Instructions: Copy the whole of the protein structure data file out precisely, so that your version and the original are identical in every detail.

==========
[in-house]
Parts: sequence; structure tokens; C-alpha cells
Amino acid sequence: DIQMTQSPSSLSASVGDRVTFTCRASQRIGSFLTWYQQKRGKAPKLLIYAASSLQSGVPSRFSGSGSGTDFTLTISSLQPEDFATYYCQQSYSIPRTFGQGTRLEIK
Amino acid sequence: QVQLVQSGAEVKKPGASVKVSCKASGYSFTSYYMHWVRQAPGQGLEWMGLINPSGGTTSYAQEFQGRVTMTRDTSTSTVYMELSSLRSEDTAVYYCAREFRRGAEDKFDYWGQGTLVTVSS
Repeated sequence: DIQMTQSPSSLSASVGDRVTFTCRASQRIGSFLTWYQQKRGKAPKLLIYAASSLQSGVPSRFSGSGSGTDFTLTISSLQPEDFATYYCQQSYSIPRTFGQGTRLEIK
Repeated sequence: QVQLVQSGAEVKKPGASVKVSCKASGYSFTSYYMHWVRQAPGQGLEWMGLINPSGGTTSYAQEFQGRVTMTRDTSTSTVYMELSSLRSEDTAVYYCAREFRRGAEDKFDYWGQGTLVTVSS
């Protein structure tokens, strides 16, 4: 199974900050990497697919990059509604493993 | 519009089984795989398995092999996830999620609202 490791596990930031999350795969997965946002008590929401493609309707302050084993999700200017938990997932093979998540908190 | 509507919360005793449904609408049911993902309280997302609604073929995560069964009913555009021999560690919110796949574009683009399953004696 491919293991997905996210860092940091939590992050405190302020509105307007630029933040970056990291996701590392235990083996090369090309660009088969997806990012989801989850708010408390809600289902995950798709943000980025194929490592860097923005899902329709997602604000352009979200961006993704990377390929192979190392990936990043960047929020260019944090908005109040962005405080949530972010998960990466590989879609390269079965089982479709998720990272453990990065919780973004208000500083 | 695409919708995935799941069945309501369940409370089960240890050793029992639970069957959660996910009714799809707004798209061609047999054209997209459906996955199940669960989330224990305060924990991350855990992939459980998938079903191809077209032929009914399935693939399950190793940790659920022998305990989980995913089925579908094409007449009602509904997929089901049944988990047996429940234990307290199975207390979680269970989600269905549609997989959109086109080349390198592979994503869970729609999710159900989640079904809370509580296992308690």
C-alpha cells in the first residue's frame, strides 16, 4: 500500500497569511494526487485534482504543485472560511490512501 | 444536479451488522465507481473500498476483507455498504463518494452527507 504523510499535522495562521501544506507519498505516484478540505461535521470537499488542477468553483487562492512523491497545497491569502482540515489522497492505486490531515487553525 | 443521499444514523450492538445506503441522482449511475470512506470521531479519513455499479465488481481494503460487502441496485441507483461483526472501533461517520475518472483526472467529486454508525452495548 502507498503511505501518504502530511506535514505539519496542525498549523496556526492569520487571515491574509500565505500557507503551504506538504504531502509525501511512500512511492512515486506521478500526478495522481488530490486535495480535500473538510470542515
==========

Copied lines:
[in-house]
Parts: sequence; structure tokens; C-alpha cells
Amino acid sequence: DIQMTQSPSSLSASVGDRVTFTCRASQRIGSFLTWYQQKRGKAPKLLIYAASSLQSGVPSRFSGSGSGTDFTLTISSLQPEDFATYYCQQSYSIPRTFGQGTRLEIK
Amino acid sequence: QVQLVQSGAEVKKPGASVKVSCKASGYSFTSYYMHWVRQAPGQGLEWMGLINPSGGTTSYAQEFQGRVTMTRDTSTSTVYMELSSLRSEDTAVYYCAREFRRGAEDKFDYWGQGTLVTVSS
Repeated sequence: DIQMTQSPSSLSASVGDRVTFTCRASQRIGSFLTWYQQKRGKAPKLLIYAASSLQSGVPSRFSGSGSGTDFTLTISSLQPEDFATYYCQQSYSIPRTFGQGTRLEIK
Repeated sequence: QVQLVQSGAEVKKPGASVKVSCKASGYSFTSYYMHWVRQAPGQGLEWMGLINPSGGTTSYAQEFQGRVTMTRDTSTSTVYMELSSLRSEDTAVYYCAREFRRGAEDKFDYWGQGTLVTVSS
């Protein structure tokens, strides 16, 4: 199974900050990497697919990059509604493993 | 519009089984795989398995092999996830999620609202 490791596990930031999350795969997965946002008590929401493609309707302050084993999700200017938990997932093979998540908190 | 509507919360005793449904609408049911993902309280997302609604073929995560069964009913555009021999560690919110796949574009683009399953004696 491919293991997905996210860092940091939590992050405190302020509105307007630029933040970056990291996701590392235990083996090369090309660009088969997806990012989801989850708010408390809600289902995950798709943000980025194929490592860097923005899902329709997602604000352009979200961006993704990377390929192979190392990936990043960047929020260019944090908005109040962005405080949530972010998960990466590989879609390269079965089982479709998720990272453990990065919780973004208000500083 | 695409919708995935799941069945309501369940409370089960240890050793029992639970069957959660996910009714799809707004798209061609047999054209997209459906996955199940669960989330224990305060924990991350855990992939459980998938079903191809077209032929009914399935693939399950190793940790659920022998305990989980995913089925579908094409007449009602509904997929089901049944988990047996429940234990307290199975207390979680269970989600269905549609997989959109086109080349390198592979994503869970729609999710159900989640079904809370509580296992308690």
C-alpha cells in the first residue's frame, strides 16, 4: 500500500497569511494526487485534482504543485472560511490512501 | 444536479451488522465507481473500498476483507455498504463518494452527507 504523510499535522495562521501544506507519498505516484478540505461535521470537499488542477468553483487562492512523491497545497491569502482540515489522497492505486490531515487553525 | 443521499444514523450492538445506503441522482449511475470512506470521531479519513455499479465488481481494503460487502441496485441507483461483526472501533461517520475518472483526472467529486454508525452495548 502507498503511505501518504502530511506535514505539519496542525498549523496556526492569520487571515491574509500565505500557507503551504506538504504531502509525501511512500512511492512515486506521478500526478495522481488530490486535495480535500473538510470542515